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In conversations where you're being challenged, a simple question can make sure you keep the burden of proof where it belongs.

Everyone likes a free ride.  It might even feel right to give one.  There’s one free ride, however, we need to stop giving.

Here’s the scenario.  You’re having a conversation with a friend, and he offers a critique or objection to your faith.  But instead of him backing up his critique with evidence or reasons, you begin a defensive discourse explaining why his objection is not accurate.  And now you’ve done it – you’ve just given someone a free ride.

The problem of free rides can be resolved with a simple, yet powerful concept known as the burden of proof rule.  The burden of proof is the responsibility a person has to defend his or her belief, opinion, or view.  The rule goes like this: The person that makes the claim bears the burden. In other words, if someone offers a critique, it’s his job to defend his view, not your job to defend against it.

Too often I see Christians bear the burden of proof when they’re not supposed to.  This keeps the Christian in the hot seat as she hopelessly tries to respond to every crazy objection and story someone can spin.  She neglects holding the other person responsible to defend his view.  It’s time to stop giving free rides and begin enforcing the burden of proof rule.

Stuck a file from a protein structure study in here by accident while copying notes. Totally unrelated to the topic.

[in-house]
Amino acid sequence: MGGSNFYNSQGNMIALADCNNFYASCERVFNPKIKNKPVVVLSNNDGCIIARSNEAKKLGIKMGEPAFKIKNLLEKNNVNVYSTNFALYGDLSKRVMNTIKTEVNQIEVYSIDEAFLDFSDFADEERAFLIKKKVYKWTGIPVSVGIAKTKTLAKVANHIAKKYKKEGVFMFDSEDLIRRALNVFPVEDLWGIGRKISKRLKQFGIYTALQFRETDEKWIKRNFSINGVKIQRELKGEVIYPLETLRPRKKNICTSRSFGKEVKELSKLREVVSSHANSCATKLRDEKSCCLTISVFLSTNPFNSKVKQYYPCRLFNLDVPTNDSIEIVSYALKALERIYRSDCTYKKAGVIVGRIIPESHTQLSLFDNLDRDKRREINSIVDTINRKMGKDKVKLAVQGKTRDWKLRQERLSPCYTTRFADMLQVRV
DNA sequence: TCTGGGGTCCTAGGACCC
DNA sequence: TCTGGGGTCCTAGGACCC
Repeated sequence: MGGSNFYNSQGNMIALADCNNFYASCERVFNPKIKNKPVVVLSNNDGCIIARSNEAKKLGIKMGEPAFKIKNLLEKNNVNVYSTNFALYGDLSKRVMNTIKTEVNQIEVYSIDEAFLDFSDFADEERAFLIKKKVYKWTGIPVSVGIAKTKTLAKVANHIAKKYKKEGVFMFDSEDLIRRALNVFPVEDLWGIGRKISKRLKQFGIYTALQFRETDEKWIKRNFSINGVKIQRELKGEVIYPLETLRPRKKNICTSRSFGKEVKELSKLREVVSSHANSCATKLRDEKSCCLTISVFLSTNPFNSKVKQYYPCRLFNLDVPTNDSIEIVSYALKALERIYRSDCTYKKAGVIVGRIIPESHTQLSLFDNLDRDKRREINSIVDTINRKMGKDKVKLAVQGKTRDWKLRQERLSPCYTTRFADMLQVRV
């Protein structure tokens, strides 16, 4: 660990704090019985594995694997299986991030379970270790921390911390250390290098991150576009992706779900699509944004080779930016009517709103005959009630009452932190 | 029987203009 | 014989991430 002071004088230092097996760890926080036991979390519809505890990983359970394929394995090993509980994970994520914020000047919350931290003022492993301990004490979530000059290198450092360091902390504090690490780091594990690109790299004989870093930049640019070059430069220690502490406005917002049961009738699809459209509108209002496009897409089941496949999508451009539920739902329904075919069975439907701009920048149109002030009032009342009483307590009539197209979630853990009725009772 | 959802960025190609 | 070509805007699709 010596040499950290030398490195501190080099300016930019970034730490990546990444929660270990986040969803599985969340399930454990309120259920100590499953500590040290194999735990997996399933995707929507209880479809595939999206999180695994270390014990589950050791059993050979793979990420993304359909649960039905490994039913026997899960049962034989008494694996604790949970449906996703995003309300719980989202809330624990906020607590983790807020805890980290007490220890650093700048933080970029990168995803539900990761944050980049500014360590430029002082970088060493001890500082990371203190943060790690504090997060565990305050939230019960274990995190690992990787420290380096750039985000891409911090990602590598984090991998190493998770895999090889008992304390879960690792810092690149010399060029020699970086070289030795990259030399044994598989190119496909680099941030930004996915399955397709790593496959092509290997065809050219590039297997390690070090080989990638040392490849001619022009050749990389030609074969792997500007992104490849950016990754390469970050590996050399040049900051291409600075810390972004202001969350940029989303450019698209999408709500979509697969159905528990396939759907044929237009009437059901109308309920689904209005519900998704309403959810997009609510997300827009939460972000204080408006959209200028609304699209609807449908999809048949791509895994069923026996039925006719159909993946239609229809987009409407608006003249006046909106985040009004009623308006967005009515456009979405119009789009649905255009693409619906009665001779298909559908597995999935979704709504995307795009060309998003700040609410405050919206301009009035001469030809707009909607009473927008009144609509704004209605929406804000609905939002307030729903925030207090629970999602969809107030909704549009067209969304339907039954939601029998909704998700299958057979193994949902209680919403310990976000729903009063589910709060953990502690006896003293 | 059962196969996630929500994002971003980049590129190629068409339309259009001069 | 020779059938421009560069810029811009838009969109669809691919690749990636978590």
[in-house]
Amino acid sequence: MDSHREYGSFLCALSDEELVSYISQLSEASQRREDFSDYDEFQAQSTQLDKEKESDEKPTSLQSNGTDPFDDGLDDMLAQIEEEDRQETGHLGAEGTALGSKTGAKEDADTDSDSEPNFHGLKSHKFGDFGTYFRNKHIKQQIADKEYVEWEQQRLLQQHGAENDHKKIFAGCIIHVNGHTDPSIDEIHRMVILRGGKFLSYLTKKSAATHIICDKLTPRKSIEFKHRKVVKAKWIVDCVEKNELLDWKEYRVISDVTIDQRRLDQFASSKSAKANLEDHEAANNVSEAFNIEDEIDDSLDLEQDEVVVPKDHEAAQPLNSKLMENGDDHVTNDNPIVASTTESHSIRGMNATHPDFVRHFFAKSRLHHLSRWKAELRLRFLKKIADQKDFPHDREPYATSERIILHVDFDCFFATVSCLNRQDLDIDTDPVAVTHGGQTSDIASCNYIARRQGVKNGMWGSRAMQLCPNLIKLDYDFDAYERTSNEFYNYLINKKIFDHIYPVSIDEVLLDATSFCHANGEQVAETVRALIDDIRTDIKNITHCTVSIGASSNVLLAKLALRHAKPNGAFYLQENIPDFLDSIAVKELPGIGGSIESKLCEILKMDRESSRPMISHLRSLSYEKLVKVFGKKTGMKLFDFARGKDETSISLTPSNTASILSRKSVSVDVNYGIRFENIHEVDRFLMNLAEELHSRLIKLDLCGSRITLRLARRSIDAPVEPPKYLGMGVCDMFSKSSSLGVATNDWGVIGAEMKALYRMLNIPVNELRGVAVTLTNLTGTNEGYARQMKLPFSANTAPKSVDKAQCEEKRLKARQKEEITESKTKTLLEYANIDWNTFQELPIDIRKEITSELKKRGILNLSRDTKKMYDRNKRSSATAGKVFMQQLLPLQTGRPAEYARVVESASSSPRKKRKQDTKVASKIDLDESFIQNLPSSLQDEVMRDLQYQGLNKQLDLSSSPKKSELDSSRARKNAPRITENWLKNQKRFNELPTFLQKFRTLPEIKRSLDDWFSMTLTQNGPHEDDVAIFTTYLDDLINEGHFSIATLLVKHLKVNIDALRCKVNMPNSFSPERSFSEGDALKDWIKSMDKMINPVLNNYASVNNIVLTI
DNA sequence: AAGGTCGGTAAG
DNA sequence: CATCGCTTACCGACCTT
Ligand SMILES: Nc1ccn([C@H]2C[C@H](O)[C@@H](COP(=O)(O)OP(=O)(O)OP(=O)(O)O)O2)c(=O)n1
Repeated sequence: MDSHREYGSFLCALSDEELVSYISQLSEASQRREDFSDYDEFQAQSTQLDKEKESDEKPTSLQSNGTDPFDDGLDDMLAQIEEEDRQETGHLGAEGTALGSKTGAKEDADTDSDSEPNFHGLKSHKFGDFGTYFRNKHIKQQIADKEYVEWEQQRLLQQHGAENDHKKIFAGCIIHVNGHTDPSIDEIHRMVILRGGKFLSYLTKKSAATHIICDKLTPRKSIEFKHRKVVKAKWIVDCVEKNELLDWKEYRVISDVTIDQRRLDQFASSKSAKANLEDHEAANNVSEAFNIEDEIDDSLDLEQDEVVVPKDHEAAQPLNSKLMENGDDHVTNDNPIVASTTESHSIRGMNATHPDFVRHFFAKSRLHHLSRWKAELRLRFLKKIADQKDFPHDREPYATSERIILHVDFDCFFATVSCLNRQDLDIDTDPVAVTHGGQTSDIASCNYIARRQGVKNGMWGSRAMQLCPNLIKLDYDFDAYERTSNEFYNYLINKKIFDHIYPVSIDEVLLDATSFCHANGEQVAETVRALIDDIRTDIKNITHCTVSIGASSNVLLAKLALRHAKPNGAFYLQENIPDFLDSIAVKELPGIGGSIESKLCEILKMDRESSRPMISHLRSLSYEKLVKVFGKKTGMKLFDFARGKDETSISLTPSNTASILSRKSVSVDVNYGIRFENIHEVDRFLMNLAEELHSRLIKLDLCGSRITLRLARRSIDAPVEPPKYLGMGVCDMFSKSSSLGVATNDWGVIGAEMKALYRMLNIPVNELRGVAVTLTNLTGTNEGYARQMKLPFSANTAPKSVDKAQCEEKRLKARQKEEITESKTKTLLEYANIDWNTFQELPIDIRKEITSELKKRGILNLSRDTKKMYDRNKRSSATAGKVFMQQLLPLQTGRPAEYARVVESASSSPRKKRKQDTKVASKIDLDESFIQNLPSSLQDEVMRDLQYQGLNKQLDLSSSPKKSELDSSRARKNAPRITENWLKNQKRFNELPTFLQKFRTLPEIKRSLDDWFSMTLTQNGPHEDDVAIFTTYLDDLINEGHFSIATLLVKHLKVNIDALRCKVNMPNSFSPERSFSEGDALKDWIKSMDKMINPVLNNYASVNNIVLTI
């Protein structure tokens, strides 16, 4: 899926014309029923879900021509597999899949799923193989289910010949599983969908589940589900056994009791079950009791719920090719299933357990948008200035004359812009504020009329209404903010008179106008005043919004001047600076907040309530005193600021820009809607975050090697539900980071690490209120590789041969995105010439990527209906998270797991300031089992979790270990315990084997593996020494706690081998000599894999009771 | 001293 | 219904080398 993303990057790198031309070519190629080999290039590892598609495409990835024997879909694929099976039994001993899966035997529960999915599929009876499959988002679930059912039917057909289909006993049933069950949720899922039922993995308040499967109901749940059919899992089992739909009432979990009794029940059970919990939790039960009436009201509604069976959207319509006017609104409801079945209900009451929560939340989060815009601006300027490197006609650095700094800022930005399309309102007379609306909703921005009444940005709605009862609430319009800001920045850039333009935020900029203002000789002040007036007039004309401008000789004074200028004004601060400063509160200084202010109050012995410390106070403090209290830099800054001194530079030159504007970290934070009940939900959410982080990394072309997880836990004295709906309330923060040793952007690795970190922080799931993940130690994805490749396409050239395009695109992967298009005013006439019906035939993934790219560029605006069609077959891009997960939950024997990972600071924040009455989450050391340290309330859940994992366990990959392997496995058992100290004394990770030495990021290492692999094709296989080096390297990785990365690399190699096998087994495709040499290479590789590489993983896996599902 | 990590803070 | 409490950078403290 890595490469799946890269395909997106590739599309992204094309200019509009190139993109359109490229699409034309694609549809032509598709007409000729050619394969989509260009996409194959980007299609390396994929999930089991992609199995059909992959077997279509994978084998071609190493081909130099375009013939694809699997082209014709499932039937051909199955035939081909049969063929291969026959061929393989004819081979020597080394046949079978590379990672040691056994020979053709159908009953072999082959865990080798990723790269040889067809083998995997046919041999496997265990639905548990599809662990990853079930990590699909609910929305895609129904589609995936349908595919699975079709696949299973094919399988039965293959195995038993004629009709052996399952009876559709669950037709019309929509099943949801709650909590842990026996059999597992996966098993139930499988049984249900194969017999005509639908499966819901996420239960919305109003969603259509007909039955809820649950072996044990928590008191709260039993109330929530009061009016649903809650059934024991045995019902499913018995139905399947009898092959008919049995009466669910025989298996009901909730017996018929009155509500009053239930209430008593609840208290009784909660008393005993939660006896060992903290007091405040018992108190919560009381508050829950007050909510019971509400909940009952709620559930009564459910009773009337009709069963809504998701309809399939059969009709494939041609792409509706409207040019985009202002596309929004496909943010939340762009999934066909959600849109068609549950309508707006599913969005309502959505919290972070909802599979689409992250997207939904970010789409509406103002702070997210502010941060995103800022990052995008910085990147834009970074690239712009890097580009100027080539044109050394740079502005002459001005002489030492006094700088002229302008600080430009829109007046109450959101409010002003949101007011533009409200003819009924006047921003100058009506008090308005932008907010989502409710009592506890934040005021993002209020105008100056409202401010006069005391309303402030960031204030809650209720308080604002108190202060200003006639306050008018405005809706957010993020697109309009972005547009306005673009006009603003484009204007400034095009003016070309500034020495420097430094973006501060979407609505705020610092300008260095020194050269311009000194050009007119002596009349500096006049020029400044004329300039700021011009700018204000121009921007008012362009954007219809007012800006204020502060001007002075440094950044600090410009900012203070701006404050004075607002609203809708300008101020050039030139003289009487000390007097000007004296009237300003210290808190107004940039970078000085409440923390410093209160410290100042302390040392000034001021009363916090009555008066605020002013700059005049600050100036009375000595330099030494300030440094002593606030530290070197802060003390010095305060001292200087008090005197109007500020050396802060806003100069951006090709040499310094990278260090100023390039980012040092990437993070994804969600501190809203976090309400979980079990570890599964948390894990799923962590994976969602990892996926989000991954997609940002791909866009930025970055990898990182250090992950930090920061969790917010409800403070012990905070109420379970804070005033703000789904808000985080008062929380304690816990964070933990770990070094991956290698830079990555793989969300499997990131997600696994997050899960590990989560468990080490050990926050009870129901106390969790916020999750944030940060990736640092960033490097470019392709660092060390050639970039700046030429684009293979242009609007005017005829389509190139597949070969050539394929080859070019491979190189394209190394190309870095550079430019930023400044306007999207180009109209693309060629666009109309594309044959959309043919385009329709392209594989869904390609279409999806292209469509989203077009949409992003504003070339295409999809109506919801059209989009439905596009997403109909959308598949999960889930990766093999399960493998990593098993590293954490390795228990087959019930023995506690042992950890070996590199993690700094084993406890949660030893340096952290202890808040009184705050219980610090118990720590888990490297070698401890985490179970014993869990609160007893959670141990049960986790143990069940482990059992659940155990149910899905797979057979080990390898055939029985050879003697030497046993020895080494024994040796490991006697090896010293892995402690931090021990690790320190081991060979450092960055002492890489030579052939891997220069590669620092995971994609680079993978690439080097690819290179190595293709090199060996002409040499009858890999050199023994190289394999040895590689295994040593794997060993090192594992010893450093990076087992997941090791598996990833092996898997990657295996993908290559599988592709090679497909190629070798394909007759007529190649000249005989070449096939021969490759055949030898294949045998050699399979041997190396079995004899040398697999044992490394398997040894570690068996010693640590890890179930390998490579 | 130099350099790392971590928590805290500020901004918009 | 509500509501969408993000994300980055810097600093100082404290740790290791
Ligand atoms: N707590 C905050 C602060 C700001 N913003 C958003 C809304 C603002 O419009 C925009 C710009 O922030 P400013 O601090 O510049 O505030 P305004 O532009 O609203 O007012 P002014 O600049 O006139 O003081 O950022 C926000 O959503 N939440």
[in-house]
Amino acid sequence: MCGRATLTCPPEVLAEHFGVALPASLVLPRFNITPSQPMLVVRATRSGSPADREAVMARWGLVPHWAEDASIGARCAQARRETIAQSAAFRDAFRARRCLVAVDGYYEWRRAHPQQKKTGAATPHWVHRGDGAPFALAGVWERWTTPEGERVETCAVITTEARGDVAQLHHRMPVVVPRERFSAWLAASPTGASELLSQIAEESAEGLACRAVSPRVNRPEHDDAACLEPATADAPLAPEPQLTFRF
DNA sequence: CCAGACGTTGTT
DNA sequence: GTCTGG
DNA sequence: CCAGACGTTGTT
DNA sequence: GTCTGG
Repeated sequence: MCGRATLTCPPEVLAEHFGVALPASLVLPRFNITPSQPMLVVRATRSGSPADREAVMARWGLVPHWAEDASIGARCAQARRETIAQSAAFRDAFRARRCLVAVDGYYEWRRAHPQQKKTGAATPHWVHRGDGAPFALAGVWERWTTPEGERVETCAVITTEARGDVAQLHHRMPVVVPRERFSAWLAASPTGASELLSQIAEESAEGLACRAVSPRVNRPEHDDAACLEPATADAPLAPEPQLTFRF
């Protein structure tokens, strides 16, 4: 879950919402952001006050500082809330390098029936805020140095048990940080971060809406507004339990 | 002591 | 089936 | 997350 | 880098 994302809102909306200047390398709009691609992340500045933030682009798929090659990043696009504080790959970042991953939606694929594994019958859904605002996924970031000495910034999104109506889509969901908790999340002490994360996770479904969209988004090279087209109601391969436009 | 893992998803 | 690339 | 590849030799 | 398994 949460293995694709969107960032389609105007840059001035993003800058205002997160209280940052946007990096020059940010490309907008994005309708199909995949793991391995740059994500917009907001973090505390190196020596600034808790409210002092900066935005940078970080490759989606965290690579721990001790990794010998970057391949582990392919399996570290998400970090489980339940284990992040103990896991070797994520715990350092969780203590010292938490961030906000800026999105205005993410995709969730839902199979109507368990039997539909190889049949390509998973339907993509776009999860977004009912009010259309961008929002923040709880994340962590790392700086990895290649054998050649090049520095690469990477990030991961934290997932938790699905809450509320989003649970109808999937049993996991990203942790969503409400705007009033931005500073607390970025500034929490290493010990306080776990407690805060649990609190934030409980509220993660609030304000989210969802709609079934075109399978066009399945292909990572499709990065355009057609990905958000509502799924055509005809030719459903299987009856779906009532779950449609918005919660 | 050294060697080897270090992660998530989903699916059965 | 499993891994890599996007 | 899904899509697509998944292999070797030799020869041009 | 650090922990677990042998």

For example, a friend might tell you he thinks all religions are the same.  He's made the claim, so it’s his job to back it up.  Ask, “How did you come to that conclusion?” or something akin to that.  Then sit back and listen to him defend his view.  It’s his job.  This is not only a good tactic, it’s also the next proper step in the conversation.

Notice the many benefits of enforcing the burden of proof.  First, it puts the burden of proof back where it belongs – on the person making the claim.  Second, it makes your job much easier; it keeps you out of the hot seat so you can relax.  Third, it shows interest in the other person’s view, which is what a good ambassador should do.  Fourth, it gives you valuable insight into his rationale so you know how to respond to his reasons.  Fifth, it keeps you in control of the conversation, not in a manipulative way, but in a way that helps productively advance the conversation towards discovering the truth.

Article | Apologetics, Miscellaneous, Student
Mar 6, 2013
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